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Georgia running back Kendall Milton (2) during the Bulldogs’ game with South Carolina in Dooley Field at Sanford Stadium in Athens, Ga., on Saturday, Sept. 18, 2021. (Photo by Tony Walsh)
Tony Walsh

Oregon Ducks know bad run defense won’t fly against powerful Georgia

ATHENS — If there’s one thing that would ruffle Dan Lanning’s feathers as the new Oregon Ducks head coach, it would be a poor run defense.

Lanning knows better than anyone that if Oregon is to pull an upset over reigning national champion Georgia on Sept. 3, it starts by containing the run game.

Lanning went hard in the portal for defensive line talent and landed Nebraska transfers Jordon Riley (6-5, 330) and Casey Rogers (6-5, 295), and then Washington’s Sam Taimani (6-2, 330) made the move to Eugene.

According to an OregonLive.com report from the weekend:

“No Oregon Ducks position group has been more significantly and enormously enhanced this offseason than the interior defensive line.”

The report went on to state that Oregon starters Brandon Dorlus, Popo Aumavae and Keyon Ware-Hudson all missed spring following winter surgeries and have returned to the field.

RELATED: Dan Lanning confident Oregon has team to beat Georgia, win title

Lanning competed with Todd Monken offenses in Georgia practices often enough to know that what he saw in the G-Day Game was no mirage.

If UGA doesn’t run the ball effectively, Stetson Bennett is not nearly as much of a threat throwing the football.

Smart explained after Bennett struggled in the G-Day Game why this is the case.

“When you put them in a situation where it’s pass-happy type environment, it changes the D-line’s demeanor,” Smart said, “so there’s no real run game to slow guys down and everybody is pinning their ears back.”

That’s the scenario that played out in the SEC Championship Game, and the situation that Lanning would like to recreate in that very same Mercedes-Benz Stadium when the teams meet.

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The Ducks’ fans don’t have to look back too far to be reminded of how the inability to stop the run last season cost Oregon what would have been its second appearance in the College Football Playoffs.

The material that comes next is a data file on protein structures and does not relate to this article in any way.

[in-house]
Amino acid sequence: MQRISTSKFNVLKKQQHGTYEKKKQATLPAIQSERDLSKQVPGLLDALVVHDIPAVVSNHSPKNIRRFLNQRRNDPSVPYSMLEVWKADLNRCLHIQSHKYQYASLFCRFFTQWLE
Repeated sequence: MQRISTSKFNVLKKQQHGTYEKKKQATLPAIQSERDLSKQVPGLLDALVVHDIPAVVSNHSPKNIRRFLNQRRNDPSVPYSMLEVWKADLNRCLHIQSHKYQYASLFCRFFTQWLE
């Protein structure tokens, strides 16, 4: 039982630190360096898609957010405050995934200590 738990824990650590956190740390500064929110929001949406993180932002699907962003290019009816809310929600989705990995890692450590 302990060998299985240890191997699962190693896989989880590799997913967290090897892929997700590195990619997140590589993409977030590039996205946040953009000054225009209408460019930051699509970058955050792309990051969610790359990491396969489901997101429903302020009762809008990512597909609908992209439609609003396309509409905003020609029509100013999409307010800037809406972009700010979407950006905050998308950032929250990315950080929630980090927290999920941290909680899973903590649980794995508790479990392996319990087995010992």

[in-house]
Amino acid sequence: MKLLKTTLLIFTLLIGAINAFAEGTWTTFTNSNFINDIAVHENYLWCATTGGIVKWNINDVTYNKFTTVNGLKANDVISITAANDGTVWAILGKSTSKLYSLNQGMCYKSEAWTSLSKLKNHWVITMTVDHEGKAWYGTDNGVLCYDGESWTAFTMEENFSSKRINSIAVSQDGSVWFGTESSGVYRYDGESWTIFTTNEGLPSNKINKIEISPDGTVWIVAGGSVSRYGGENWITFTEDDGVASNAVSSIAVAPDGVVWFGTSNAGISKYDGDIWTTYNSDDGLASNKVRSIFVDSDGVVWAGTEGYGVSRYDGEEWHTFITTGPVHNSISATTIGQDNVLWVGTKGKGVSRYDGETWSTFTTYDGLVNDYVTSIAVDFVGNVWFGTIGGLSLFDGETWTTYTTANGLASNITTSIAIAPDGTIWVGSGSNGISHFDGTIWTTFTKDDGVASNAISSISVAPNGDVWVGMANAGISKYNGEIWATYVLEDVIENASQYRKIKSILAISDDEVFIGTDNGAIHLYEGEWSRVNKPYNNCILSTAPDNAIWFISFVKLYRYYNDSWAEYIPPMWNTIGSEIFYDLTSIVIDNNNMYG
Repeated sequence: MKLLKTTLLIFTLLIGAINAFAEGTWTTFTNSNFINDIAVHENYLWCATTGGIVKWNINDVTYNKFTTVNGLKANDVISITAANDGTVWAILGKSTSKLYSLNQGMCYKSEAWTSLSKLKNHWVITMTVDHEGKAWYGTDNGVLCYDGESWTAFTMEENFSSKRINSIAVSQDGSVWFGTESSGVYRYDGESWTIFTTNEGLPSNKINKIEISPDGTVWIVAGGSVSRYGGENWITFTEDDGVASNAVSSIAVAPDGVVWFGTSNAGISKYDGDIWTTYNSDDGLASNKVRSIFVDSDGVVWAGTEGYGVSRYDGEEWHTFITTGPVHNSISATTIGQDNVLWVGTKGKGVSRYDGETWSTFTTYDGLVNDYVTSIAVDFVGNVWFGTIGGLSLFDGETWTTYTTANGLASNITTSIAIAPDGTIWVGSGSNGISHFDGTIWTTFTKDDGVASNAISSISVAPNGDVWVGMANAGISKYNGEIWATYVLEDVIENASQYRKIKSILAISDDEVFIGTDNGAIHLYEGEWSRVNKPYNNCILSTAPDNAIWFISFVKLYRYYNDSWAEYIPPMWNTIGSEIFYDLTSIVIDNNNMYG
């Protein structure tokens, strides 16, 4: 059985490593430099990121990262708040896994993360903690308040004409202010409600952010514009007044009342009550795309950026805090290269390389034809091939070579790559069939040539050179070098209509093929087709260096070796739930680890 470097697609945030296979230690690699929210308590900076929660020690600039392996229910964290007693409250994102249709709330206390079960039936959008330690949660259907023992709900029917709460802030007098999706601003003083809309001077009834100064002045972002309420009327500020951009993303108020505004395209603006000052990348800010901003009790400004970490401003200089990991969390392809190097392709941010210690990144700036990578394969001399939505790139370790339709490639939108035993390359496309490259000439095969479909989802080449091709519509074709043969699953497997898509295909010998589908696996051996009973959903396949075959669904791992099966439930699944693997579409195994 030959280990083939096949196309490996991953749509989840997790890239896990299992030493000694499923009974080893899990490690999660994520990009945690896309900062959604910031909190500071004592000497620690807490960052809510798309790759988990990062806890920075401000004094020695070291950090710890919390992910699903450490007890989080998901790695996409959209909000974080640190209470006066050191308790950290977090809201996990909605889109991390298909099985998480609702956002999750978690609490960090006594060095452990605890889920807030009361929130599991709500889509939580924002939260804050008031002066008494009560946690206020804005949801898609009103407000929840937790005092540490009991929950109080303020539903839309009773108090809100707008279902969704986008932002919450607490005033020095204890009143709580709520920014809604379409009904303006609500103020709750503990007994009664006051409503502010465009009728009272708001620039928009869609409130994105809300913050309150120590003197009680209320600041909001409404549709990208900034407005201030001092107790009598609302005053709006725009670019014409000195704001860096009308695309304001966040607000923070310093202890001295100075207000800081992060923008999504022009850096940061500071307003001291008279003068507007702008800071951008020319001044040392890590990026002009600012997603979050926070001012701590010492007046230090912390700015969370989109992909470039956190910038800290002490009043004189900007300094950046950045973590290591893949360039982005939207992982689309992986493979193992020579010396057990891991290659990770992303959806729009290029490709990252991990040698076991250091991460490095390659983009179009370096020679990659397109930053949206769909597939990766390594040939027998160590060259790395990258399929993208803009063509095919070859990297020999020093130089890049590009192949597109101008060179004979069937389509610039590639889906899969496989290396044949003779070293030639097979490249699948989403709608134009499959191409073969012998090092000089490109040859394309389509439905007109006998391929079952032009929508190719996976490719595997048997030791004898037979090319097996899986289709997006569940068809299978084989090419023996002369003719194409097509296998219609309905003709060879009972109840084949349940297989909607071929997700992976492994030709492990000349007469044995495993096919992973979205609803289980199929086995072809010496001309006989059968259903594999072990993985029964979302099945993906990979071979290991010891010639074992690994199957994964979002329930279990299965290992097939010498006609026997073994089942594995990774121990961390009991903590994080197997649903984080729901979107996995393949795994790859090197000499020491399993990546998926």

The Ducks were ranked No. 3 when they lost to No. 23 Utah by a stunning 38-7 count last Nov. 20.

The Utes out-rushed the Ducks 208-63.

The teams met again in the Pac-12 Championship Game on Dec. 3, and the result was remarkably similar: Utah 38, Oregon 10, the Utes with a 191-74 rushing advantage.

And now here comes Georgia with its powerful offensive line and Goliath tight ends to defend, along with a stable of running backs that can run between the tackles or catch the ball out of the backfield.

Lanning knows there is work to do after inheriting a program that ranked 53rd in the nation in run defense last season, allowing 144.1 per game.

Lanning’s Georgia defense, by contrast, was second in the country at 78.9 per game en route to the CFP Championship.

Oregon has a former national championship defensive coordinator of its own in Tosh Lupoi, who coached at Alabama from 2014 to 2018, his final season as the DC.

“I think toughness will come along with as you do it each day,” Lupoi said, per OregonLive.com. “Can we wake up? Can we come to the meetings with the right intensity? Can we have the attention to detail that’s required? Can we mentally lock in when we need to?

“And then when we get out on the field can we execute it with some physicality violence.”

That will be a must against Georgia, which once against has one of the most powerful and athletic teams in college football.

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